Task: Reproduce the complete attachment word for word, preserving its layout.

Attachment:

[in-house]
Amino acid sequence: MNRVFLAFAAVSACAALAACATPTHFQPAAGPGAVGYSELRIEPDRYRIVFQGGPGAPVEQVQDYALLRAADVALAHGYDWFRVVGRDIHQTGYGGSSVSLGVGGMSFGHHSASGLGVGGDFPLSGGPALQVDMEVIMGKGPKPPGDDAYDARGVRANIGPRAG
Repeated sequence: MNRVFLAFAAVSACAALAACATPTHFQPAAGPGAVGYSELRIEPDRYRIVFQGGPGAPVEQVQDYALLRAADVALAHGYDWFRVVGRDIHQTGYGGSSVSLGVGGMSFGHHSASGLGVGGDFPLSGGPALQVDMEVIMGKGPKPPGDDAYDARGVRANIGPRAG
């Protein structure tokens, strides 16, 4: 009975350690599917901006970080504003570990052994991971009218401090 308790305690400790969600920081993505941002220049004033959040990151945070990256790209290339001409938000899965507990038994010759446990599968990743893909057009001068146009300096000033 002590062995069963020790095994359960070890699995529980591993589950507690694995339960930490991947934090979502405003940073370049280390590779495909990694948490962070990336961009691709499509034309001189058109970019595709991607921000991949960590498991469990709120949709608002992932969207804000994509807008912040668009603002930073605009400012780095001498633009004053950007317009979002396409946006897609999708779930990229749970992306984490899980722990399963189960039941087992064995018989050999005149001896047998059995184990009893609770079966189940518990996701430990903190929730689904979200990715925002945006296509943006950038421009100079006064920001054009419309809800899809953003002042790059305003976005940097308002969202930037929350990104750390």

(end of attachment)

[in-house]
Amino acid sequence: MNRVFLAFAAVSACAALAACATPTHFQPAAGPGAVGYSELRIEPDRYRIVFQGGPGAPVEQVQDYALLRAADVALAHGYDWFRVVGRDIHQTGYGGSSVSLGVGGMSFGHHSASGLGVGGDFPLSGGPALQVDMEVIMGKGPKPPGDDAYDARGVRANIGPRAG
Repeated sequence: MNRVFLAFAAVSACAALAACATPTHFQPAAGPGAVGYSELRIEPDRYRIVFQGGPGAPVEQVQDYALLRAADVALAHGYDWFRVVGRDIHQTGYGGSSVSLGVGGMSFGHHSASGLGVGGDFPLSGGPALQVDMEVIMGKGPKPPGDDAYDARGVRANIGPRAG
């Protein structure tokens, strides 16, 4: 009975350690599917901006970080504003570990052994991971009218401090 308790305690400790969600920081993505941002220049004033959040990151945070990256790209290339001409938000899965507990038994010759446990599968990743893909057009001068146009300096000033 002590062995069963020790095994359960070890699995529980591993589950507690694995339960930490991947934090979502405003940073370049280390590779495909990694948490962070990336961009691709499509034309001189058109970019595709991607921000991949960590498991469990709120949709608002992932969207804000994509807008912040668009603002930073605009400012780095001498633009004053950007317009979002396409946006897609999708779930990229749970992306984490899980722990399963189960039941087992064995018989050999005149001896047998059995184990009893609770079966189940518990996701430990903190929730689904979200990715925002945006296509943006950038421009100079006064920001054009419309809800899809953003002042790059305003976005940097308002969202930037929350990104750390």